Read more on 13 Reasons Why Rubber Plant Leaves are Drooping & How to Fix Them

Brown leaf tips and edges

Ficus Alii will grow in ordinary room humidity but when the temperatures are too high it may develop brown leaf tips and edges due to too low humidity.

Too low humidity (little air moisture) results in dehydration which causes the leaves to develop brown leaf tips and edges.

Set the pot on a wet pebble tray or use a cool mist humidifier to raise humidity. read more on how to raise humidity for houseplants.

You can also grow Long Leafed Fig in the moist areas in the home like the bathroom and laundy area if the lighting is adequate.

Pests

The common pests in Ficus Alii are Aphids, Mealy Bugs, Scale Insects and Spider Mites.

Isolate the affected plant to prevent spread to other plants and treat with Neem oil or Insecticidal soap. Keep the Long Leafed Fig properly pruned at all times to reduce the hiding places for these pests.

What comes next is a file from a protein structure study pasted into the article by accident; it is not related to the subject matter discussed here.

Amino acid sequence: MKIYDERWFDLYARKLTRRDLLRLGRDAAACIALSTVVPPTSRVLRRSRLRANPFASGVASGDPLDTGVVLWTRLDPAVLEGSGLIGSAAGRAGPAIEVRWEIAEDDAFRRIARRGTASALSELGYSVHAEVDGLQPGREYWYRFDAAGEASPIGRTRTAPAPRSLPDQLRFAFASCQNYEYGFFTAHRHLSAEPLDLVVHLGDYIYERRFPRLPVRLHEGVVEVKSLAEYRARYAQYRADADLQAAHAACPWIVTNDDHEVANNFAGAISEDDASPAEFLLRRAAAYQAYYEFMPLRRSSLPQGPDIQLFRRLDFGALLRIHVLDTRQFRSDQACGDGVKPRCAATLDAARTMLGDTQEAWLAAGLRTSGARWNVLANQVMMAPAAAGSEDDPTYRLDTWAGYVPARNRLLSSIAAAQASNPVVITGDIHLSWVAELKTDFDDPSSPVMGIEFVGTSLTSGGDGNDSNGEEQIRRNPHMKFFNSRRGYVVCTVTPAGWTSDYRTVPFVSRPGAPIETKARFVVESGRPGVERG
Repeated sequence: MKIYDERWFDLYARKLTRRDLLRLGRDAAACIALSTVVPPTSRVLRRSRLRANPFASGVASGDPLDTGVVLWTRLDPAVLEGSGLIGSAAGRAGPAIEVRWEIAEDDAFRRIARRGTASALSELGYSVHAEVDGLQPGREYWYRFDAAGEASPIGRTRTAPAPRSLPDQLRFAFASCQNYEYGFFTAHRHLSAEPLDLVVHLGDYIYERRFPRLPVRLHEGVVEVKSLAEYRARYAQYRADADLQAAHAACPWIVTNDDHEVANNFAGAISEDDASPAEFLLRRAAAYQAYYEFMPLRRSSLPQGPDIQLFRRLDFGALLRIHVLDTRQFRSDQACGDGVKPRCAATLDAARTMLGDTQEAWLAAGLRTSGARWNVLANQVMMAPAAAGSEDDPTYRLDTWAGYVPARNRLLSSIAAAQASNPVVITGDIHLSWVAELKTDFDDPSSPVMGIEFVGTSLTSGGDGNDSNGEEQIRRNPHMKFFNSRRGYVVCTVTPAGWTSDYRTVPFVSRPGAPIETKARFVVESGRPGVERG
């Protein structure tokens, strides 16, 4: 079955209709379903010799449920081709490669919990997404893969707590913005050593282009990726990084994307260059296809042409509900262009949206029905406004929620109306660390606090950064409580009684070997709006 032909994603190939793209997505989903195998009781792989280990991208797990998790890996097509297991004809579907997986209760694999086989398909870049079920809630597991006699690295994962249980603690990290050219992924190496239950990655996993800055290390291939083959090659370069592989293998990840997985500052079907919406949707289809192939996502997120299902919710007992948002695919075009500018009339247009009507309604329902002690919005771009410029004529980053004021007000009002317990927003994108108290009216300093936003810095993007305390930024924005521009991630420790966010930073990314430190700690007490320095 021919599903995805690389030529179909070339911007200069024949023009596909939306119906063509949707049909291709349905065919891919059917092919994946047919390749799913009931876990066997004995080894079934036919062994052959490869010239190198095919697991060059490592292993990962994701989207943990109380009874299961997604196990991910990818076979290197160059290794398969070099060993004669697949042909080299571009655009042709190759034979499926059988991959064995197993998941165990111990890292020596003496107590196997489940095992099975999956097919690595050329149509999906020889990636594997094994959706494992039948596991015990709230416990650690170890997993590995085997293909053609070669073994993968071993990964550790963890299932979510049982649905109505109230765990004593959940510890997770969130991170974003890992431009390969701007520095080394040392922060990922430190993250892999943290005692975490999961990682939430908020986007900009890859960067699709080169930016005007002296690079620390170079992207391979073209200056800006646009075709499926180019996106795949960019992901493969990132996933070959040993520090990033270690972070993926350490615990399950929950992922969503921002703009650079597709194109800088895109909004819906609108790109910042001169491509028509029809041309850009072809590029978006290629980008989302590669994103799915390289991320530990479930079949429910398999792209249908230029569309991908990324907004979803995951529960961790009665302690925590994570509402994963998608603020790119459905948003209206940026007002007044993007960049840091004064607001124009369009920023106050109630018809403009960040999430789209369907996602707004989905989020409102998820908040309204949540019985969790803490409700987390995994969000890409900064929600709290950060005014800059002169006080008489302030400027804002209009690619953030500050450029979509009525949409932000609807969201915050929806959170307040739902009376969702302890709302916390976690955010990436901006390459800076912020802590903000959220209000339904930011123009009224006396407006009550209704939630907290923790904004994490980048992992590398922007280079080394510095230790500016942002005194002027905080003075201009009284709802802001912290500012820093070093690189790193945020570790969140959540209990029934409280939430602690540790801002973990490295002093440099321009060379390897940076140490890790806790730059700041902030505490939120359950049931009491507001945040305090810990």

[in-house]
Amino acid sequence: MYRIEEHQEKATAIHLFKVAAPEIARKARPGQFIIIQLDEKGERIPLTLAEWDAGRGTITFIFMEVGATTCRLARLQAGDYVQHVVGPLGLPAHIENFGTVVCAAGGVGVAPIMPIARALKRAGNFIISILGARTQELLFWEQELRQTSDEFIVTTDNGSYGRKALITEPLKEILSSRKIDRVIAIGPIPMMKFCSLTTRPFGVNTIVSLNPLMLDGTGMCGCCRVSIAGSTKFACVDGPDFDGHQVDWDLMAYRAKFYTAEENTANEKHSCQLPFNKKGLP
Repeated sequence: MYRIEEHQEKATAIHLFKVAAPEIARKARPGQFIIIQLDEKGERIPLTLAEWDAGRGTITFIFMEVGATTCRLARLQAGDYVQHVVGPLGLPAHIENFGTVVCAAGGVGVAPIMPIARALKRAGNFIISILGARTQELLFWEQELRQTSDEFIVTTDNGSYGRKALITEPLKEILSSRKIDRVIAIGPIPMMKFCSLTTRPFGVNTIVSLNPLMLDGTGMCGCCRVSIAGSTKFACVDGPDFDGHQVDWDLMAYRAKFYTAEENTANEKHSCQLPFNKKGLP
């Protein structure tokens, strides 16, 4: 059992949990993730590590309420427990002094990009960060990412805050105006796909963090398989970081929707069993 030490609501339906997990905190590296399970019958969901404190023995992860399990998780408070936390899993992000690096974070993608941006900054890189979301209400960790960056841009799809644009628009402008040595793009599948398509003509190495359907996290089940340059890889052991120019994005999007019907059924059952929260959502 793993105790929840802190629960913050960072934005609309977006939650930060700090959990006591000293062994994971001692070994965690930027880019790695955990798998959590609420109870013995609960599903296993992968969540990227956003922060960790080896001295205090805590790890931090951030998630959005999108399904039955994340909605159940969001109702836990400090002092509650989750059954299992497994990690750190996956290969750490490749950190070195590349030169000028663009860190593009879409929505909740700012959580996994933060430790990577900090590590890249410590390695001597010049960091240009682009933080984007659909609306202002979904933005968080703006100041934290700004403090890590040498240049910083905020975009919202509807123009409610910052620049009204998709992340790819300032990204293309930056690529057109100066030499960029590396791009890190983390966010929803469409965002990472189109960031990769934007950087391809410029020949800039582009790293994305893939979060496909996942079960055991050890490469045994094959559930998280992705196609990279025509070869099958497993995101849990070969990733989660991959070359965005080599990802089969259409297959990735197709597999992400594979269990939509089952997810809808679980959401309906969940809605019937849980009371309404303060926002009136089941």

Diseases

Ficus Alii is prone to root-rot disease which is enhanced by soggy soil. Ensure there is free drainage of both the soil and the pot and also reduce watering during the cold season. Read more on root-rot disease and how to deal with it.

Is Ficus Alii toxic?

Like other plants in the Moraceae family, Ficus Alii (Ficus maclellandii 'Alii') is toxic to humans and pets as indicated by Pet Poison Helpline.

Banana Leaf Fig produces a milky white latex which is an irritant to the eyes and the skin. If ingested it can cause irritation in the mouth, drooling, vomiting, diarrhea, loss of appetite and abdominal pains.